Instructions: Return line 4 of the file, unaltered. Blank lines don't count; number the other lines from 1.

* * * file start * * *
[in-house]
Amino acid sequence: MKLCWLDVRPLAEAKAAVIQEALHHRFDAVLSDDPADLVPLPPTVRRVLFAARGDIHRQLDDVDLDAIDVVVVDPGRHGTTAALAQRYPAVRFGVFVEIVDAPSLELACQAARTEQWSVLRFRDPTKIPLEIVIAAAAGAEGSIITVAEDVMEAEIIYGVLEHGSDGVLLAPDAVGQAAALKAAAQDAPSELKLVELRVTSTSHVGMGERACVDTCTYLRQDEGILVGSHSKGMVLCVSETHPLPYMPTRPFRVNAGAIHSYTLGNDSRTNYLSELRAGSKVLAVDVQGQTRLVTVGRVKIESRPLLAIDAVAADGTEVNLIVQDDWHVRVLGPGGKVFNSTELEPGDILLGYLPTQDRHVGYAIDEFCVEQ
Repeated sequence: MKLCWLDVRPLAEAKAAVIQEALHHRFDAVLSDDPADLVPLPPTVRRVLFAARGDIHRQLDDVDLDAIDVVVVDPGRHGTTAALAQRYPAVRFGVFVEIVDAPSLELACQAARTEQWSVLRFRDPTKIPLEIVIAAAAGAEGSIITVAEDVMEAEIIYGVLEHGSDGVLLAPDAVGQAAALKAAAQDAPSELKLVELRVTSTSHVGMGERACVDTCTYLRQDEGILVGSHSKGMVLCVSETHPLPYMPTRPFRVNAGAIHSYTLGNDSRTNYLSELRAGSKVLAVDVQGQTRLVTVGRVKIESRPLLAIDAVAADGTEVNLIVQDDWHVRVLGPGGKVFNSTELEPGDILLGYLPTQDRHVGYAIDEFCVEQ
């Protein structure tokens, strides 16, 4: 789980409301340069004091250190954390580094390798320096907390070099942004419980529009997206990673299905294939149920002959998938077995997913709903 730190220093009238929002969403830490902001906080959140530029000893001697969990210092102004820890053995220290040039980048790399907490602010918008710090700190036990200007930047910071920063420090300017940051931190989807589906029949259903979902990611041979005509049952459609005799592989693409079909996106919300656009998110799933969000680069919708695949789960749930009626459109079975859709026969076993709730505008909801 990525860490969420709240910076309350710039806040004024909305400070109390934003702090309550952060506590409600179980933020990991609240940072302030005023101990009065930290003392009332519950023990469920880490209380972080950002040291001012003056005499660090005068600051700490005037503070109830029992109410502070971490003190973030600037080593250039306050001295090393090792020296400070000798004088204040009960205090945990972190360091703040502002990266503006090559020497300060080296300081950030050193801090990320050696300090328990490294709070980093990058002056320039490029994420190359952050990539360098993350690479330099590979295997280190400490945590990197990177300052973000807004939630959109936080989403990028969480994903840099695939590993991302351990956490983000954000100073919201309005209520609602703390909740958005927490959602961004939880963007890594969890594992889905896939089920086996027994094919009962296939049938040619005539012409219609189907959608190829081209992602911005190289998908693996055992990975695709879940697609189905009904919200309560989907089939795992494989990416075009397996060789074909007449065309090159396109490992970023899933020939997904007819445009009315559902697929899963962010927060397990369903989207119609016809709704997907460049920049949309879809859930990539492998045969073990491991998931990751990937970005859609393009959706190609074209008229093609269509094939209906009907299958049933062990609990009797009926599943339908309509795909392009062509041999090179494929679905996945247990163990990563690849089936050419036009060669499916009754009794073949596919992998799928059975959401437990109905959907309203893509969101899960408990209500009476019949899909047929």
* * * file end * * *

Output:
């Protein structure tokens, strides 16, 4: 789980409301340069004091250190954390580094390798320096907390070099942004419980529009997206990673299905294939149920002959998938077995997913709903 730190220093009238929002969403830490902001906080959140530029000893001697969990210092102004820890053995220290040039980048790399907490602010918008710090700190036990200007930047910071920063420090300017940051931190989807589906029949259903979902990611041979005509049952459609005799592989693409079909996106919300656009998110799933969000680069919708695949789960749930009626459109079975859709026969076993709730505008909801 990525860490969420709240910076309350710039806040004024909305400070109390934003702090309550952060506590409600179980933020990991609240940072302030005023101990009065930290003392009332519950023990469920880490209380972080950002040291001012003056005499660090005068600051700490005037503070109830029992109410502070971490003190973030600037080593250039306050001295090393090792020296400070000798004088204040009960205090945990972190360091703040502002990266503006090559020497300060080296300081950030050193801090990320050696300090328990490294709070980093990058002056320039490029994420190359952050990539360098993350690479330099590979295997280190400490945590990197990177300052973000807004939630959109936080989403990028969480994903840099695939590993991302351990956490983000954000100073919201309005209520609602703390909740958005927490959602961004939880963007890594969890594992889905896939089920086996027994094919009962296939049938040619005539012409219609189907959608190829081209992602911005190289998908693996055992990975695709879940697609189905009904919200309560989907089939795992494989990416075009397996060789074909007449065309090159396109490992970023899933020939997904007819445009009315559902697929899963962010927060397990369903989207119609016809709704997907460049920049949309879809859930990539492998045969073990491991998931990751990937970005859609393009959706190609074209008229093609269509094939209906009907299958049933062990609990009797009926599943339908309509795909392009062509041999090179494929679905996945247990163990990563690849089936050419036009060669499916009754009794073949596919992998799928059975959401437990109905959907309203893509969101899960408990209500009476019949899909047929």